DS0503 -

Transgenerational actions of pollutant in fish: implications of Epigenetics in ecotoxicology – TRACE

Submission summary

Epigenetics is the study of changes in gene function that are mitotically and/or meiotically heritable and that do not entail a change in DNA code. One of the most studied epigenetic mechanisms is DNA methylation. DNA methylation, which refers to the addition of a methyl group to the cytosine base, is involved in fundamental biological functions such as development and cell differentiation. In recent years, the role of epigenetics in the etiology of human diseases has received increasing attention. There is increasing evidence that environmental factors such as nutrition, maternal care, temperature or pollutants can strongly affect the epigenetic status of mammalian cells. These defects or unintended changes in DNA methylation marks can be associated with negative health outcomes such as embryonic lethality, tumor genesis, diabetes, infertility and even, in some cases, to transgenerational diseases. Despite such evidences, epigenetics research is surprisingly very limited in ecotoxicology. Nowadays, most of the current knowledge relating to the effects of pollutants on epigenetic marks comes from rodent models and experimental investigations during which exposure to contaminants was carried out during embryogenesis. Such data are currently lacking for non-mammalian species and for long-term exposure which are environmentally more relevant. Integrating researches across the fields of epigenetics and ecotoxicology could lead to a better understanding of the long-lasting impacts of contaminants on organisms and populations.
In this context, the present proposal aims to test whether (i) low-dose and life-long exposure to a nonessential trace metal, cadmium (Cd), can induce changes in the methylome of fish (Danio rerio) and (ii) metal-induced epigenetic modifications can be transmitted to the unexposed offspring. We propose to work at two life stages, at the larval and adult stages (on both males and females). Indeed, genome-wide pattern of DNA methylation do not persist throughout life but undergoes precise and coordinated changes at defined stage of development. It thus appears interesting to investigate a potential effect of Cd on the DNA methylation status of cells throughout animal life. Although this is still largely unexplored, if a pollutant impairs the DNA reprogramming events that occur during animal life or induce errors in DNA methylation marks, this could not only impair organism development but also impact the population by affecting the reproductive capacities of animals. By taking advantage of next generation sequencing, the methylome of larvae and gonads, brain and liver of sexually differentiated control and metal-contaminated fish of the F0 and F1 (ie a generation that experienced Cd stress as germ line) generations will be determined. Transgenerational inheritance will be investigated on two subsequent generations that will be no longer exposed to metal by measuring the methylation level of a limited number of selected genes from the genome-wide analysis. In order to investigate the impacts associated at the organism and population levels, some more classical endpoints will be determined at each generation and at each stage of development. Thus, we propose to follow the hatching success and the mortality rate at the embryonic stage. At the larval stage, we propose to carry out behavioral and anatomopathological investigations. At the adult stage, the spawning success, sex ratio, fish growth and condition will be recorded. We will also test whether epigenetic modifications can alter the plasticity of fish.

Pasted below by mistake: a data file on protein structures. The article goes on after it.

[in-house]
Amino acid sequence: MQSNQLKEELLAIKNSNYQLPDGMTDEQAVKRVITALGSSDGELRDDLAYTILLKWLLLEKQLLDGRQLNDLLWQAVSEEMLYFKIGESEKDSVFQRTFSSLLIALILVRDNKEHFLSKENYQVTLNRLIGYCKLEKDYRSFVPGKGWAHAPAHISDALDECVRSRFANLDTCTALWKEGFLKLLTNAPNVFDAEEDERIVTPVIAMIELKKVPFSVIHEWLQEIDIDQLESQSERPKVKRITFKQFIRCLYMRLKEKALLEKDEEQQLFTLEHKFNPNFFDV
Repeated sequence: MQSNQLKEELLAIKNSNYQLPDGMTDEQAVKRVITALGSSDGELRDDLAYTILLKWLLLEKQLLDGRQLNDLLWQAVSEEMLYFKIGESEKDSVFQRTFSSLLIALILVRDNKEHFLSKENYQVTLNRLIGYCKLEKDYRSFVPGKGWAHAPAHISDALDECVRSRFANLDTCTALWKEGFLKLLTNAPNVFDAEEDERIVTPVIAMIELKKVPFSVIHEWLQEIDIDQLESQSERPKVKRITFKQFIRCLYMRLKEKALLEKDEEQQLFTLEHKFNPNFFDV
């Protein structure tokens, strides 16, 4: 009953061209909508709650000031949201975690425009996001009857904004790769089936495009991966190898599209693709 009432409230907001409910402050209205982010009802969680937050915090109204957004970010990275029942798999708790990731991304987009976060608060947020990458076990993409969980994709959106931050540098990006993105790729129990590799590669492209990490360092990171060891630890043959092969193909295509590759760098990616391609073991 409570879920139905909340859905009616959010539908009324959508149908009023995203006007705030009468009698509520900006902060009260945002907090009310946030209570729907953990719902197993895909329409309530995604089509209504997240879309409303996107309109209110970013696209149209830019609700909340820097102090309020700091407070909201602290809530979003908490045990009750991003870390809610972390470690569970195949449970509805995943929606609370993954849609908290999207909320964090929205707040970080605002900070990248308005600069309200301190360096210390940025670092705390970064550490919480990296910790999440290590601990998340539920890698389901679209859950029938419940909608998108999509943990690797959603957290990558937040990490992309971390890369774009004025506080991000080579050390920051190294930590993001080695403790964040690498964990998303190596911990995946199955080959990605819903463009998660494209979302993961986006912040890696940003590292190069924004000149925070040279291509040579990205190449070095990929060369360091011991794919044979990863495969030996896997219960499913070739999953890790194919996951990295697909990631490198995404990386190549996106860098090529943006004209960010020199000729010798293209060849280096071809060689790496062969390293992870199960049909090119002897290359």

The expected results of this project will bring new and original data about the potential implications of epigenetics in ecotoxicology and more precisely upon (i) chronic stress-induced epigenetic modifications and associated phenotypic changes, (ii) the persistence of transgenerational effects, (iii) epigenetically induced adaptation and/or chronic diseases face to low-dose and life-long chemical exposure.

Project coordinator

Monsieur Fabien Pierron (Environnements et Paleoenvironnements Océaniques et Continentaux)

The author of this summary is the project coordinator, who is responsible for the content of this summary. The ANR declines any responsibility as for its contents.

Partner

EPOC Environnements et Paleoenvironnements Océaniques et Continentaux

Help of the ANR 279,828 euros
Beginning and duration of the scientific project: September 2016 - 36 Months

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